If the phone is physically broken by the drop, case, screen etc., the they might legitimately say that the drop was "Outside acceptable parameters" but if the drop didn't produce something obvious then it might be considered 'normal' use.

        3. cambsukguy

          Re: "after being dropped multiple times on a hard surface"

          I thought I read that the UK will 'absorb' ALL EU law at first, so we have a cohesive set of laws, no changes.

          Then they will set about repealing and amending any (now) UK laws at their leisure.

          1. This post has been deleted by its author

        4. Anonymous Coward
          Anonymous Coward

          Re: "after being dropped multiple times on a hard surface"

          All of the chat regarding the 2 years EU or 6 year UK guarantee is skipping over the part where the consumer has to prove that the product was defective from the start when claiming after the first 6 months, which is very difficult to do...

  3. Graham Dawson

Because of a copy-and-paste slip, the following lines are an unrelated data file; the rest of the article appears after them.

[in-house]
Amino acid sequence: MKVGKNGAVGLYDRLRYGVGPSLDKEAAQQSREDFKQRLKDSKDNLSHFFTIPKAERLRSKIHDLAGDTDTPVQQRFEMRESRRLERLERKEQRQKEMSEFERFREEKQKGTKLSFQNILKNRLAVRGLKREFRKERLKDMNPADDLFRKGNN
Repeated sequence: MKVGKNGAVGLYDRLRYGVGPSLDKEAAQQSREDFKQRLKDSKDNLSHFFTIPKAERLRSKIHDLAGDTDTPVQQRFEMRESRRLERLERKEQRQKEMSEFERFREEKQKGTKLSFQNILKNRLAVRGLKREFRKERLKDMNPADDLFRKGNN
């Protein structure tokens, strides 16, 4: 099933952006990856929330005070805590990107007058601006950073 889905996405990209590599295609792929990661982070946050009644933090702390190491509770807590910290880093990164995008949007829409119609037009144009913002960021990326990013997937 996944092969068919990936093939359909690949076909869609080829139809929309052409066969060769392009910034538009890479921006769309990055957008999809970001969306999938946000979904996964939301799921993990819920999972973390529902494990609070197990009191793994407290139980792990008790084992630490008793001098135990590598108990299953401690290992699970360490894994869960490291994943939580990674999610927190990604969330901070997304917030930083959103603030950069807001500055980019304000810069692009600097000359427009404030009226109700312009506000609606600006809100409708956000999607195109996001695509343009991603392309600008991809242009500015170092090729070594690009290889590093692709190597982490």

Gimp

    "You're dropping it wrong."

    1. Anonymous Coward
      Anonymous Coward

      Probably the lack of handles on the bag...

  4. Anonymous Coward
    Anonymous Coward

    iFixit's teardown of macbook touchbar

    iFixit has a new teardown of the touchbar macbook. The internal design is just terrible.

    I can't believe the lack of common parts across two almost identical models, released at the same time. The macbook without touchbar / with touchbar internally are pretty much distinct designs.

    The SSD Flash is soldered directly to the motherboard on the touchbar model, as is the RAM, Processor. The motherboard shape/design is the most concerning, a curly moustache design, which looks very susceptible to heat and flex at the corners.

    I'd actually say its been purposefully designed to fail, over time, much like the lead-free Nvidia Geforce BGA 7600/8600 Graphics chipset motherboard designs by companies like Quanta, circa 2010.

    It's almost as though, those 'accidental' failures have been tweated in 2016 to include certain properties of those designs for buit in obsolescence.